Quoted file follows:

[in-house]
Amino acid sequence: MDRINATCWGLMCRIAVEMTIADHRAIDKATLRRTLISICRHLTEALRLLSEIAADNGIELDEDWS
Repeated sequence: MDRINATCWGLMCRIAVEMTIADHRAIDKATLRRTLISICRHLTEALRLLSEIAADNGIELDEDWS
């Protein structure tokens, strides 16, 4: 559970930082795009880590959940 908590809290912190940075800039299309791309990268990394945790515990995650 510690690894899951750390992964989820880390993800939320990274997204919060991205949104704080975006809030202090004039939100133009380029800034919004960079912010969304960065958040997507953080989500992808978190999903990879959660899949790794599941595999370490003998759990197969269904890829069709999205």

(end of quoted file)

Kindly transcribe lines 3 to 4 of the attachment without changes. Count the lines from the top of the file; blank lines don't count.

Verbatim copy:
Repeated sequence: MDRINATCWGLMCRIAVEMTIADHRAIDKATLRRTLISICRHLTEALRLLSEIAADNGIELDEDWS
């Protein structure tokens, strides 16, 4: 559970930082795009880590959940 908590809290912190940075800039299309791309990268990394945790515990995650 510690690894899951750390992964989820880390993800939320990274997204919060991205949104704080975006809030202090004039939100133009380029800034919004960079912010969304960065958040997507953080989500992808978190999903990879959660899949790794599941595999370490003998759990197969269904890829069709999205």